Executive summary of Deelip’s AutoCAD for Mac interview

Deelip has just published an extensive interview with several Autodesk people about AutoCAD for the Mac. Deelip had a good set of questions and I suggest you read the whole thing, but if it’s all too tl;dr for you, then here is the lazy reader’s version of what Autodesk had to say:

  • The AutoCAD code was split up into 3 sections: the core CAD engine (platform-independent), the Windows-specific (MFC) parts and the Mac-specific (Cocoa) ones.
  • AutoCAD for Mac is incomplete. Choosing which features to leave out was done with the aid of CIP (oh, dear) and Beta feedback. (Hang on a minute, I thought CIP said most people were using the Ribbon…)
  • No comment on when or if AutoCAD for Mac functionality will catch up with its Windows counterpart.
  • No comment on the stability or performance of the Mac version.
  • Buying Visual Tau wasn’t a complete waste of money.
  • If Mac users want Windows-level functionality, they should use Bootcamp.
  • The Mac version is intended to expand the AutoCAD market to those Mac users who are frustrated by Bootcamp or who find it too hard.
  • Some mind-blowing spin was attempted in a valiant but vain attempt to explain away the Ribbon = productivity, Mac <> Ribbon marketing problem. You will really have to read it for yourself, as I can’t do it justice here. But “just because 2+2=4 doesn’t mean 4-2=2” will give you some idea of what to expect.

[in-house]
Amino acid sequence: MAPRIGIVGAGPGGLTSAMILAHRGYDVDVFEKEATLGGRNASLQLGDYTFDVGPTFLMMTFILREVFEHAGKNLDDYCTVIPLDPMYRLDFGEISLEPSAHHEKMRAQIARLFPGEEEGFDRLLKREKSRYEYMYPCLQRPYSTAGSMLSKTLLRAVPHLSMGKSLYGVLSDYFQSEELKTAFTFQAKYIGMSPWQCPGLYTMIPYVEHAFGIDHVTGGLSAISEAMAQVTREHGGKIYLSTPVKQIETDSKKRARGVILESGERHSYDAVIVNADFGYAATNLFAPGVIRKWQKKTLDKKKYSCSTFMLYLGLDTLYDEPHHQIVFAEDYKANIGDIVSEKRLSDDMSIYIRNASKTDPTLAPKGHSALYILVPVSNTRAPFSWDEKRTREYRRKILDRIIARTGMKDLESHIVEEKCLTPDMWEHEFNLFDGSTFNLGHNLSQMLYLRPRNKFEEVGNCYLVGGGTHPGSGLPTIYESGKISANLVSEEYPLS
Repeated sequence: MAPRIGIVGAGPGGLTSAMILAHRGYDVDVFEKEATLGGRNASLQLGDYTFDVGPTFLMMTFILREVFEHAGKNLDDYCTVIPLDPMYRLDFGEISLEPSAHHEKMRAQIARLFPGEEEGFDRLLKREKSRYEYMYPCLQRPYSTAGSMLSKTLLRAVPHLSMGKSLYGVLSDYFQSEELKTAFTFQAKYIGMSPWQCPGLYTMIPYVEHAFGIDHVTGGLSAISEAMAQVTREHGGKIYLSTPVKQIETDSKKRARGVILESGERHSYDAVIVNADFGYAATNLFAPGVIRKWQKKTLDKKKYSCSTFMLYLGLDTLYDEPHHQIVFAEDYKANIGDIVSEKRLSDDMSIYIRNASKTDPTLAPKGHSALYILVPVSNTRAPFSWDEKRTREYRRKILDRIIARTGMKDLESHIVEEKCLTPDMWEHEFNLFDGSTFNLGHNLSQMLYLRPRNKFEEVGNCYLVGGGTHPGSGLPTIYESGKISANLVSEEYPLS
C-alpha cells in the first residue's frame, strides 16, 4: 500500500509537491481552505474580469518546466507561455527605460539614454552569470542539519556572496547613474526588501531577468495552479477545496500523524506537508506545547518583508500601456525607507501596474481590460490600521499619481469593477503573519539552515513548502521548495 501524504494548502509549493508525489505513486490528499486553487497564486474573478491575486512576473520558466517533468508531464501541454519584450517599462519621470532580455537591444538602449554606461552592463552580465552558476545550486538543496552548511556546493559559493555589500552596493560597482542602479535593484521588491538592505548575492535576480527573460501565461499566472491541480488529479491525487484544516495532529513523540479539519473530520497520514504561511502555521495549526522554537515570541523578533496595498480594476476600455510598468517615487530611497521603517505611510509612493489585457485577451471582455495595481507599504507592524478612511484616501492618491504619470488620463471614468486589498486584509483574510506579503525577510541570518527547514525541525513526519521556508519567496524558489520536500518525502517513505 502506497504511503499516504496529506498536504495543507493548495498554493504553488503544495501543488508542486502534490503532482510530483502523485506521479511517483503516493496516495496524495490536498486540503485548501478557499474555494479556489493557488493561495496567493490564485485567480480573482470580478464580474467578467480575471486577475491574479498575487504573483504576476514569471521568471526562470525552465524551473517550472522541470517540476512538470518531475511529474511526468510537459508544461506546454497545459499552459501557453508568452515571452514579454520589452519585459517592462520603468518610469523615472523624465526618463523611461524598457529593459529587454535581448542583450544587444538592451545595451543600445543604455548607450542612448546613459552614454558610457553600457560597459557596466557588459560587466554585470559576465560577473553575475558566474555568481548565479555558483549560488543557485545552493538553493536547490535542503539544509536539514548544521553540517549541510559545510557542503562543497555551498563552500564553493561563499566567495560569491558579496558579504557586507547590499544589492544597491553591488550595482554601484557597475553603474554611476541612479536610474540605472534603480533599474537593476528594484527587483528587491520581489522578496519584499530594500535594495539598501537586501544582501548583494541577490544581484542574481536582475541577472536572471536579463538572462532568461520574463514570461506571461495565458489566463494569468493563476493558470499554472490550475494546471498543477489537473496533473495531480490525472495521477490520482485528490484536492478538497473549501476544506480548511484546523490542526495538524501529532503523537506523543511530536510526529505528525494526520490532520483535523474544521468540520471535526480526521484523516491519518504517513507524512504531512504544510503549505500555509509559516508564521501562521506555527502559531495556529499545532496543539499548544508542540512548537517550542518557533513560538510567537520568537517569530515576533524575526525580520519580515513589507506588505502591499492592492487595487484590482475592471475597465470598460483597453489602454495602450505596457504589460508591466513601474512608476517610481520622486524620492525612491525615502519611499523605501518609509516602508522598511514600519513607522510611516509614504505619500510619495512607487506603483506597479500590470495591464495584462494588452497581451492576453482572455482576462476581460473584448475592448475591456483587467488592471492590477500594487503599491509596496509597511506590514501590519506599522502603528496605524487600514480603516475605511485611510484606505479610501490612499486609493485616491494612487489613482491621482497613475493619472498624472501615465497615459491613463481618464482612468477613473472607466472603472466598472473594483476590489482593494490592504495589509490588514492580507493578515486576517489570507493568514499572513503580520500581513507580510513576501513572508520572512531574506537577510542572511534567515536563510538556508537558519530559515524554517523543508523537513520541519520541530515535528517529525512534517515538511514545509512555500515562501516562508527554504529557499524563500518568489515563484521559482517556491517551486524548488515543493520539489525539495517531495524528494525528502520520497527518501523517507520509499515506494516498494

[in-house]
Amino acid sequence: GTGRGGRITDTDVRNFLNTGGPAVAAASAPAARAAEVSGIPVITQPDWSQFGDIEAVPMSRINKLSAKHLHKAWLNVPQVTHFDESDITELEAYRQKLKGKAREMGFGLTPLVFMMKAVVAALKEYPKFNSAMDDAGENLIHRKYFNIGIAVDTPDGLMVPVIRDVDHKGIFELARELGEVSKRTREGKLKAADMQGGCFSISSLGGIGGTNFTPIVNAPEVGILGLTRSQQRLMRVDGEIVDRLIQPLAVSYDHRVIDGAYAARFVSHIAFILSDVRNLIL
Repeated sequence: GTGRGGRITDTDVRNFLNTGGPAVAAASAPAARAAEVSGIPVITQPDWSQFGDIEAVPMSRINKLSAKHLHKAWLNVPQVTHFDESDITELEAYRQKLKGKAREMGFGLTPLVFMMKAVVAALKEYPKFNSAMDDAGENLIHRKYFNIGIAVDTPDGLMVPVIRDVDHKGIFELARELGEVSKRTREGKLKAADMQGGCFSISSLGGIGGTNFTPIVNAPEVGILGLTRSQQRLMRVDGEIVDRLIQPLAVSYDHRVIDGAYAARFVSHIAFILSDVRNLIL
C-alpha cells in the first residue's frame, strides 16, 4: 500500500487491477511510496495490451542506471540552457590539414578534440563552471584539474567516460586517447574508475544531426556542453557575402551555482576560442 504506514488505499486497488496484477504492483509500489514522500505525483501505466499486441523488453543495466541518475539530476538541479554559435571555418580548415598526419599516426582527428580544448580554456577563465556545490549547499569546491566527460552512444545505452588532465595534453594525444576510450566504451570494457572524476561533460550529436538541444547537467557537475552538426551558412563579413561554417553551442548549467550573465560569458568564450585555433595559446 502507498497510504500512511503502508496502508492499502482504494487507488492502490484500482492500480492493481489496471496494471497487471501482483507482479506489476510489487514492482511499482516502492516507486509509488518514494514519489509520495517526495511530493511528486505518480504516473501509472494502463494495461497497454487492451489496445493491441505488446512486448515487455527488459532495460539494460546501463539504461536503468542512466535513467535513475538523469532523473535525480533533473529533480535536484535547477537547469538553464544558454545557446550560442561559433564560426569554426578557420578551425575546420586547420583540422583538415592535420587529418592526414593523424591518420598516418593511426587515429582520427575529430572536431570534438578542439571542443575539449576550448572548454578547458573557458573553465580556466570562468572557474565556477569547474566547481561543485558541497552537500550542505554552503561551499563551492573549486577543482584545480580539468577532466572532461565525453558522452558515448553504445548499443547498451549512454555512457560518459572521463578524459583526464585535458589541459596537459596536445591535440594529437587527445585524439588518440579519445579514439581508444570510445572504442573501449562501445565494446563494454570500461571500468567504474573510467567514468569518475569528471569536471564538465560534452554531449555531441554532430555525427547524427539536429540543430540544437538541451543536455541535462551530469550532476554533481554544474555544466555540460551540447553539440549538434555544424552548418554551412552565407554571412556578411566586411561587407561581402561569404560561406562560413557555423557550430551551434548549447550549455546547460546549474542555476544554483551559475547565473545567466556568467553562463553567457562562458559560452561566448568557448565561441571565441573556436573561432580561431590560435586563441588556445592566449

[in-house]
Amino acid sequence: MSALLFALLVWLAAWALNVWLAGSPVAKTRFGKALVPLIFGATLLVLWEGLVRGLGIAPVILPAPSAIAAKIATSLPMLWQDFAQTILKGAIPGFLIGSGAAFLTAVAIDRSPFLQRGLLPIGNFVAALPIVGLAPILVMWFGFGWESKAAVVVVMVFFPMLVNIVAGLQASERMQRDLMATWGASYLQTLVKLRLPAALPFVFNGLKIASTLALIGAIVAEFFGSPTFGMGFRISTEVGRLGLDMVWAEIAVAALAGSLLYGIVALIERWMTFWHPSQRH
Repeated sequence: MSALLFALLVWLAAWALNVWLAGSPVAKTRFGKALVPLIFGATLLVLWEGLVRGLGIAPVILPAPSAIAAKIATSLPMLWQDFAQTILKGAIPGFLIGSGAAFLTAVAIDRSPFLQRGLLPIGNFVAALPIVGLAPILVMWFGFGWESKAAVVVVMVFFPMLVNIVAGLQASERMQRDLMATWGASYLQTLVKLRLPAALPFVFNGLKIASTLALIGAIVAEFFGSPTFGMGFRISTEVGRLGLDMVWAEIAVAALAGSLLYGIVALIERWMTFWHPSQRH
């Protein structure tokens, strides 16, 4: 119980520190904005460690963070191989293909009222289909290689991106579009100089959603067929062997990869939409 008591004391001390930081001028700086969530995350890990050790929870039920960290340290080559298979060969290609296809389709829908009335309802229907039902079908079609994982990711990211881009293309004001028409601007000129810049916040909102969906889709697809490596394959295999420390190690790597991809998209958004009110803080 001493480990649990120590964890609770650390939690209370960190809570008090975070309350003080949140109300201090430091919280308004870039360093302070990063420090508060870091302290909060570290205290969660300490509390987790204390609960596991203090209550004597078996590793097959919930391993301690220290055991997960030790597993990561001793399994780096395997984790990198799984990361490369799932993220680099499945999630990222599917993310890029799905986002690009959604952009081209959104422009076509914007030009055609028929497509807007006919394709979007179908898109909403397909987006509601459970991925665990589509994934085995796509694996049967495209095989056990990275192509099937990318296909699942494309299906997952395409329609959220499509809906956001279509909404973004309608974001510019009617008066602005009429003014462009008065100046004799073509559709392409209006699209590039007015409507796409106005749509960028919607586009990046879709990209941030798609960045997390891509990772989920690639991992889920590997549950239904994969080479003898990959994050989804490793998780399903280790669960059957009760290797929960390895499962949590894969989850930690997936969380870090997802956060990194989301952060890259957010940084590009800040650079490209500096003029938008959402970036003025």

• The Mac version is the same price as the Windows version, despite being incomplete, because Mac users won’t know or care about the missing stuff.
  • There are no plans for a Linux port, or any other platforms.
  • Autodesk will wait and see how AutoCAD for Mac does before porting any of the vertical products. (Very sensible).
  • Autodesk closed off the AutoCAD for Mac Beta program on announcement day because it wouldn’t have been able to cope with the mass of feedback from new users.
  • Autodesk will not allow dual use (Windows + Mac) licenses. If you want to have both products available to you, you will need to buy the software twice.
  • You can cross-grade AutoCAD from Windows to Mac for a nominal fee, or for nothing extra if you upgrade at the same time. (Although at 50% of the retail price of a whole new license, such an upgrade hardly represents a bargain).
  • Autodesk really doesn’t have any idea what is going to happen in the Mac CAD marketplace. (Refreshingly honest).
  • Little comment on why AutoCAD WS is called AutoCAD, other than iOs users not expecting their apps to do much anyway, plus it’s “part of the AutoCAD family.”
  • WS doesn’t stand for anything.

One comment

  1. Excellent job summarizing Deelip’s interview, which was excellently executed. My impression of AutoCAD for MAC is of most Apple based products; (and I am saying this without ever seeing AutoCAD for MAC so it might not be a fair statement)is that you pay more to get less. But the buttons are shiny!

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